Filament is often overlooked as a possible problem when troubleshooting prints. Many times, frustrating and intermittent problems can be traced to the storage, handling and settings for filament. A few things to consider:
Batches of filament can vary from manufacturers. This is a common problem with the low-cost no-name or house-brand filaments. (Hint: If somebody doesn’t have a filament production line, it’s unlikely that named filament is anything special.)
The diameter of lower-cost filaments often varies significantly even within a single spool. This can result in small variations in extrusion between layers, causing irregular flat surfaces. Inexpensive brands are often found to vary by as much as 0.7mm. Even some of the better known filament manufacturers specify variations of 0.3-0.5mm. Prusa has done a lot to publicize this issue with the introduction of their Prusament line advertising 0.2mm or less deviation, and other equivalent products are also available.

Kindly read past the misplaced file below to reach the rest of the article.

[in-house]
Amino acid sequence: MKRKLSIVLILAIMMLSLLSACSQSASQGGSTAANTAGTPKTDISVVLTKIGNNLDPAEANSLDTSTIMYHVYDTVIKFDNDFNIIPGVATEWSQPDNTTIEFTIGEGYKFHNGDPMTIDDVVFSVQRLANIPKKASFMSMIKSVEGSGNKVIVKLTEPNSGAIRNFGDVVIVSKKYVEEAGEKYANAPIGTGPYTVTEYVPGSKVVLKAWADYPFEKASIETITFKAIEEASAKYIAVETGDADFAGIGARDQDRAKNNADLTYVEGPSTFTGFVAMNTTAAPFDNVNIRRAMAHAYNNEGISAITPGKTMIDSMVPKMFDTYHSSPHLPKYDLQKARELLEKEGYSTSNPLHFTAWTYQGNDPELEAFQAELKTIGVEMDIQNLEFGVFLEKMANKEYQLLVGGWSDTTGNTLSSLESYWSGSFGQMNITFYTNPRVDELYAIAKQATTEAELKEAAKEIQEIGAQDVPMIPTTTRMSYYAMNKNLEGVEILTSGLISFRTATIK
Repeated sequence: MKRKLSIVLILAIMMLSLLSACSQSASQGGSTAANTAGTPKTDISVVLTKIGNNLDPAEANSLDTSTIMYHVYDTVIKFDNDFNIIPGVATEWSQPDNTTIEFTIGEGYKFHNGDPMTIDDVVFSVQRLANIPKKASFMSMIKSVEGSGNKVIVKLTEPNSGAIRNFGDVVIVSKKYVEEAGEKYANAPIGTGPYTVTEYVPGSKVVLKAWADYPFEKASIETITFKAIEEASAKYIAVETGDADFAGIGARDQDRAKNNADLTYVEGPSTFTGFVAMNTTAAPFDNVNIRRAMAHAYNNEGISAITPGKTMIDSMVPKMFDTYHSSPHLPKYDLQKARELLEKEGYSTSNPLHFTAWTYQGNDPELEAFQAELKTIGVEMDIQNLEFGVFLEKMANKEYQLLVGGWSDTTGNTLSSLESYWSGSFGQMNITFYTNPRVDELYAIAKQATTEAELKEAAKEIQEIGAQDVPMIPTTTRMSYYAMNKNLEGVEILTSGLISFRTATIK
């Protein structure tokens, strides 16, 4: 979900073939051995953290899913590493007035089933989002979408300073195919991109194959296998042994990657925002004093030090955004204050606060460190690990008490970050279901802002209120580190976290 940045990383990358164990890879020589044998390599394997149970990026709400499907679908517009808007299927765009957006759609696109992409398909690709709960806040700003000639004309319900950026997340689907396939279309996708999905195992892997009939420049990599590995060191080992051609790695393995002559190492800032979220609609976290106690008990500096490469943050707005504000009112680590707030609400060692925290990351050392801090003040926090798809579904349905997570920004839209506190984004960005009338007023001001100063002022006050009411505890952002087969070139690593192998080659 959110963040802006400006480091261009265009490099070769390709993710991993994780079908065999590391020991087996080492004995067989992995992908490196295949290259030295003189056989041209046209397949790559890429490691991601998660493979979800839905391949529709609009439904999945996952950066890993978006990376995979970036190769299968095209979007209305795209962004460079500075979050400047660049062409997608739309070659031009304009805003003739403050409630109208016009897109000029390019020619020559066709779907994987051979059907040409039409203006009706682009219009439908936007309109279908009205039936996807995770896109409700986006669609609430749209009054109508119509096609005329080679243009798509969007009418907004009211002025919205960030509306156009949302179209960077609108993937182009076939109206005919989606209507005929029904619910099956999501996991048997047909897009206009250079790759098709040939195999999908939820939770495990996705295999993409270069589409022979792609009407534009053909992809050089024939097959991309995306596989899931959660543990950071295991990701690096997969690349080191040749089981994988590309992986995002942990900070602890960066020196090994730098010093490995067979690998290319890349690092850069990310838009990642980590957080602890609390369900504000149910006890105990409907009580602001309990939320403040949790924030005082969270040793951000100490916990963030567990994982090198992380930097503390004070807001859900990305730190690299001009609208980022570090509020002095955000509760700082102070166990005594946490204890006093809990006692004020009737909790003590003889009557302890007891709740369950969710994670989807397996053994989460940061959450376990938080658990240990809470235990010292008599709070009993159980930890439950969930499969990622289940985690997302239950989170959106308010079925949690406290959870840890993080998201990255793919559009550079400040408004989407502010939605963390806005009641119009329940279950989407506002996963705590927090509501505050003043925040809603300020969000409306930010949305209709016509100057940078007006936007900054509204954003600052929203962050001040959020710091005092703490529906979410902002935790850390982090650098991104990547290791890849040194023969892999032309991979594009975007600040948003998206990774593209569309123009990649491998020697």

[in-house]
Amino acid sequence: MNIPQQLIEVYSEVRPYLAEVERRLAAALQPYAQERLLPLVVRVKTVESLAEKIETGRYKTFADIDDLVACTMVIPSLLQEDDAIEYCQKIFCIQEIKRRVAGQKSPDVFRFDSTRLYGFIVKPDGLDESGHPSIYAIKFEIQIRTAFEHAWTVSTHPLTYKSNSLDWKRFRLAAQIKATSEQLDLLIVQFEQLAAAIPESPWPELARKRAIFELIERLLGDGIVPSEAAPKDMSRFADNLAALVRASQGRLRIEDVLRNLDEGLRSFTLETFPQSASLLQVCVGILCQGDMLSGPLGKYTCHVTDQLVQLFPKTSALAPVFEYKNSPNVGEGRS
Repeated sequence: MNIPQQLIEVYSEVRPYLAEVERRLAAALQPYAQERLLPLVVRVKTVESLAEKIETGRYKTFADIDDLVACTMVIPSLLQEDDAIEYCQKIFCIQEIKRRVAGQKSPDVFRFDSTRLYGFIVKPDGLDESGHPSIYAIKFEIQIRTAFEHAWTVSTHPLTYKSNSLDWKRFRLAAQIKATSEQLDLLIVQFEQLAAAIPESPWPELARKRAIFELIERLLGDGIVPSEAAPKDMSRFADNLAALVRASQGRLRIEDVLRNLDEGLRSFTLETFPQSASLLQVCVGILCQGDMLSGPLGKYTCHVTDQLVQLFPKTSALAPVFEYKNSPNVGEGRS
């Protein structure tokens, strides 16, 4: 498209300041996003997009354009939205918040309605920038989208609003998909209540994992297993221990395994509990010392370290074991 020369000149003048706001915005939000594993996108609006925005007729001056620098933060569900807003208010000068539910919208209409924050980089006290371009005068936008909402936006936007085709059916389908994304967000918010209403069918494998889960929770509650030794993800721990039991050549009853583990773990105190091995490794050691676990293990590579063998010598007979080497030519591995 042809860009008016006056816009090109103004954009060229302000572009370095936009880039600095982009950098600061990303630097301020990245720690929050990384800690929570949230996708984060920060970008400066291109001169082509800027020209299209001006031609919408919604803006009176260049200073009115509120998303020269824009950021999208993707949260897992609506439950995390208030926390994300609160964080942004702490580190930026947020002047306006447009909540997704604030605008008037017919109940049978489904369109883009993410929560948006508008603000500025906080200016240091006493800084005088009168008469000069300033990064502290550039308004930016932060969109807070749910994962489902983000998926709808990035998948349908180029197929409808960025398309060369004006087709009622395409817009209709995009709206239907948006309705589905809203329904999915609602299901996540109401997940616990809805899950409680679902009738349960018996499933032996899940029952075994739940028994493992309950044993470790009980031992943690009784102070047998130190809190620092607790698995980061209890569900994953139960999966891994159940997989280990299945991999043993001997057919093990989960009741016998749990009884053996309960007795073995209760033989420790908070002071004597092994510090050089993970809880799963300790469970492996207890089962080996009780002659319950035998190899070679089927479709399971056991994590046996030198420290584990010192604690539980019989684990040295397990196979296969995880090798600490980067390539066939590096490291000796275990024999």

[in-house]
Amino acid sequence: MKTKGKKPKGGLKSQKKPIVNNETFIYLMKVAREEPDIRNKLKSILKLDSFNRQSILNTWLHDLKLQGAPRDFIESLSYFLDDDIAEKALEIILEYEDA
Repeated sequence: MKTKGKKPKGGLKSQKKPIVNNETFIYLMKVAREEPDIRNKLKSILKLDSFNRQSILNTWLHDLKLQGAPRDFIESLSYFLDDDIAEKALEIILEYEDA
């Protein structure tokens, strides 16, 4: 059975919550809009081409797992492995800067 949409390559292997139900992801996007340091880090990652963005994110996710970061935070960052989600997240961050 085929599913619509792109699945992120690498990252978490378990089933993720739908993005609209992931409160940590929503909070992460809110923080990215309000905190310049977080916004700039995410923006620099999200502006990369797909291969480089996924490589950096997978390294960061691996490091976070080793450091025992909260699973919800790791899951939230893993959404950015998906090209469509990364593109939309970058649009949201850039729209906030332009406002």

Filament can absorb moisture or be affected by relative humidity. PLA is relatively immune to this problem, but can be affected in the right conditions. This can result in uneven extrusion, bubbling and steaming during printng, and poor inter-layer adhesion. PETG, nylons and others require measures to prevent absorbtion of significant moisture even with short exposure.
Different filament types and even the same type of filament from different manufacturers can print with significantly different consistencies. This is particularly true when printing with filaments with fillers such as wood, sparkles or carbon fibre added. PrusaSlicer provides a powerful feature for dealing with these variations with the Maximum volumetric speed setting that can be used to provide a speed over-ride for each filament without making wholesale printer setting changes.
When all else fails, don’t forget to try swapping for another spool of filament.
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Last modified on 20200127